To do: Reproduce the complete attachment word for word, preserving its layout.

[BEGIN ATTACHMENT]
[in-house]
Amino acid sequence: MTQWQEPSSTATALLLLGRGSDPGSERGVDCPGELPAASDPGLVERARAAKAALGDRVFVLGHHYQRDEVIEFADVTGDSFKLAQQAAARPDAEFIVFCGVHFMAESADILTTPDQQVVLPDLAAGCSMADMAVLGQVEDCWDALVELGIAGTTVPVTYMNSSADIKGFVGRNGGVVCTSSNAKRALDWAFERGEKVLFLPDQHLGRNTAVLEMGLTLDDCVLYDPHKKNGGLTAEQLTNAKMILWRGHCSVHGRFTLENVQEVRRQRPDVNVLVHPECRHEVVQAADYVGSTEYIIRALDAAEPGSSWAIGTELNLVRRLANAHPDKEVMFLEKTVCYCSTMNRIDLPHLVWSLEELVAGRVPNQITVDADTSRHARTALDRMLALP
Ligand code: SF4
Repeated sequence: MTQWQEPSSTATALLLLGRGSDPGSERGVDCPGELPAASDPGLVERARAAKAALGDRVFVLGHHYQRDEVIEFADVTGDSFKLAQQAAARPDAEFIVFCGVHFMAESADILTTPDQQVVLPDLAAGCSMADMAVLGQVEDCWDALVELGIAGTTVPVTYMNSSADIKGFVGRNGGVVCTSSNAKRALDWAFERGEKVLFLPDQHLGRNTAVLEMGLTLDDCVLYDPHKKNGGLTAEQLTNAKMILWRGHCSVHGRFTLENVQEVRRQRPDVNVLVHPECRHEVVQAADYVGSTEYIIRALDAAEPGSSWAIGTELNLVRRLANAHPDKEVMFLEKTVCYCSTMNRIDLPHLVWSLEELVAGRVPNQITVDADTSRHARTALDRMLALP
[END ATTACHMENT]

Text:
[in-house]
Amino acid sequence: MTQWQEPSSTATALLLLGRGSDPGSERGVDCPGELPAASDPGLVERARAAKAALGDRVFVLGHHYQRDEVIEFADVTGDSFKLAQQAAARPDAEFIVFCGVHFMAESADILTTPDQQVVLPDLAAGCSMADMAVLGQVEDCWDALVELGIAGTTVPVTYMNSSADIKGFVGRNGGVVCTSSNAKRALDWAFERGEKVLFLPDQHLGRNTAVLEMGLTLDDCVLYDPHKKNGGLTAEQLTNAKMILWRGHCSVHGRFTLENVQEVRRQRPDVNVLVHPECRHEVVQAADYVGSTEYIIRALDAAEPGSSWAIGTELNLVRRLANAHPDKEVMFLEKTVCYCSTMNRIDLPHLVWSLEELVAGRVPNQITVDADTSRHARTALDRMLALP
Ligand code: SF4
Repeated sequence: MTQWQEPSSTATALLLLGRGSDPGSERGVDCPGELPAASDPGLVERARAAKAALGDRVFVLGHHYQRDEVIEFADVTGDSFKLAQQAAARPDAEFIVFCGVHFMAESADILTTPDQQVVLPDLAAGCSMADMAVLGQVEDCWDALVELGIAGTTVPVTYMNSSADIKGFVGRNGGVVCTSSNAKRALDWAFERGEKVLFLPDQHLGRNTAVLEMGLTLDDCVLYDPHKKNGGLTAEQLTNAKMILWRGHCSVHGRFTLENVQEVRRQRPDVNVLVHPECRHEVVQAADYVGSTEYIIRALDAAEPGSSWAIGTELNLVRRLANAHPDKEVMFLEKTVCYCSTMNRIDLPHLVWSLEELVAGRVPNQITVDADTSRHARTALDRMLALP